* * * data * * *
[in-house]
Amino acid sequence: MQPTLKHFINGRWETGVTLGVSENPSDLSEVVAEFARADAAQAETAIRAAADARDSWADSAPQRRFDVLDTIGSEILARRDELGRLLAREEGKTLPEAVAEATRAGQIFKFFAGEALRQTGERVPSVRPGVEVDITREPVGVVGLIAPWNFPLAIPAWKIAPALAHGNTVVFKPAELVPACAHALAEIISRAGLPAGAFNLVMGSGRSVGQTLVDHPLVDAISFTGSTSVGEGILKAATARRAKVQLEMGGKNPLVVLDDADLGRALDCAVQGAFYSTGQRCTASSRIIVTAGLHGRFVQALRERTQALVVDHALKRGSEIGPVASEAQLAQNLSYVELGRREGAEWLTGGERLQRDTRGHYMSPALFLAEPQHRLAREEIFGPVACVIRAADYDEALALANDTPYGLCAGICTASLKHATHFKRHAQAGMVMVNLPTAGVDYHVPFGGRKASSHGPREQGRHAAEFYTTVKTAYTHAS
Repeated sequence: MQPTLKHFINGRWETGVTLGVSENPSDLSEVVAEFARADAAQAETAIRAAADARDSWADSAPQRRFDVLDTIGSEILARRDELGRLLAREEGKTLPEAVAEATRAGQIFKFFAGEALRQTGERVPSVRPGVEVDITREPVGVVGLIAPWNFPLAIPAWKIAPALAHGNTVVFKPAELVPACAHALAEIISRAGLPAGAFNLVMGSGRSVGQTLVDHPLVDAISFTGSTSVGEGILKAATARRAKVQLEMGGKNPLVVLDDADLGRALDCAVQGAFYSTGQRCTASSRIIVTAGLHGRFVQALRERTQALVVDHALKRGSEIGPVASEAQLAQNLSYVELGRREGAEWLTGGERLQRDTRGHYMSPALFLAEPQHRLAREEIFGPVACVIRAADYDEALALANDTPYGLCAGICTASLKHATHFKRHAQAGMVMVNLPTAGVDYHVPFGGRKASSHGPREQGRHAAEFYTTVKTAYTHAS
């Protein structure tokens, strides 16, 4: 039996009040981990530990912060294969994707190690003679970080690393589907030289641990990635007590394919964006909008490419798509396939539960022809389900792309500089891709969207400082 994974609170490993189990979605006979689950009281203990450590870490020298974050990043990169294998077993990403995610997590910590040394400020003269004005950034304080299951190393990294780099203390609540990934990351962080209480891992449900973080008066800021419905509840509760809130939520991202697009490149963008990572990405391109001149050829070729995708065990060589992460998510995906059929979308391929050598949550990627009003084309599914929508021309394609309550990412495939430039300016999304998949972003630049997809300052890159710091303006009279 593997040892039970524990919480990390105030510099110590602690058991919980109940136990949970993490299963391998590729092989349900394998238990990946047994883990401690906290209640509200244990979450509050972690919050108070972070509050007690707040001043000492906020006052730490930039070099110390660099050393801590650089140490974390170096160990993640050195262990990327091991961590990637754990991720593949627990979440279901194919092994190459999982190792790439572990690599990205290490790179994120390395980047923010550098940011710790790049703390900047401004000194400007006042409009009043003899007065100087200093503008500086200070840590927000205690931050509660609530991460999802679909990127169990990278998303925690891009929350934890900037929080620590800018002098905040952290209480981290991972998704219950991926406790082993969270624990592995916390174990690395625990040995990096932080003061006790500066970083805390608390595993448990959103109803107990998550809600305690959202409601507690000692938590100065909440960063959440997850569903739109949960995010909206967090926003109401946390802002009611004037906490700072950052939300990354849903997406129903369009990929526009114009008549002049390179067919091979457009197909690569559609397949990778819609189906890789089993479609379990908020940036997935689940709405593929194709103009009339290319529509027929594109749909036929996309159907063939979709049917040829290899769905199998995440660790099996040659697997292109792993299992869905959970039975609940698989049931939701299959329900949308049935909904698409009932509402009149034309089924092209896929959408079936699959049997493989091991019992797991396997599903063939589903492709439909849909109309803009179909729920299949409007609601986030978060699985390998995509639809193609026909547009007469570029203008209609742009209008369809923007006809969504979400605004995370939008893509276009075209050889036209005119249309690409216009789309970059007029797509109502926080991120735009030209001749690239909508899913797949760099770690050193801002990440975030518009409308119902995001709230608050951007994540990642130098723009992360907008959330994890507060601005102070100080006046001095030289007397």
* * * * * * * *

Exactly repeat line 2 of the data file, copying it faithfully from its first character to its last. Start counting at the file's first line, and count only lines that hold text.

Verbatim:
Amino acid sequence: MQPTLKHFINGRWETGVTLGVSENPSDLSEVVAEFARADAAQAETAIRAAADARDSWADSAPQRRFDVLDTIGSEILARRDELGRLLAREEGKTLPEAVAEATRAGQIFKFFAGEALRQTGERVPSVRPGVEVDITREPVGVVGLIAPWNFPLAIPAWKIAPALAHGNTVVFKPAELVPACAHALAEIISRAGLPAGAFNLVMGSGRSVGQTLVDHPLVDAISFTGSTSVGEGILKAATARRAKVQLEMGGKNPLVVLDDADLGRALDCAVQGAFYSTGQRCTASSRIIVTAGLHGRFVQALRERTQALVVDHALKRGSEIGPVASEAQLAQNLSYVELGRREGAEWLTGGERLQRDTRGHYMSPALFLAEPQHRLAREEIFGPVACVIRAADYDEALALANDTPYGLCAGICTASLKHATHFKRHAQAGMVMVNLPTAGVDYHVPFGGRKASSHGPREQGRHAAEFYTTVKTAYTHAS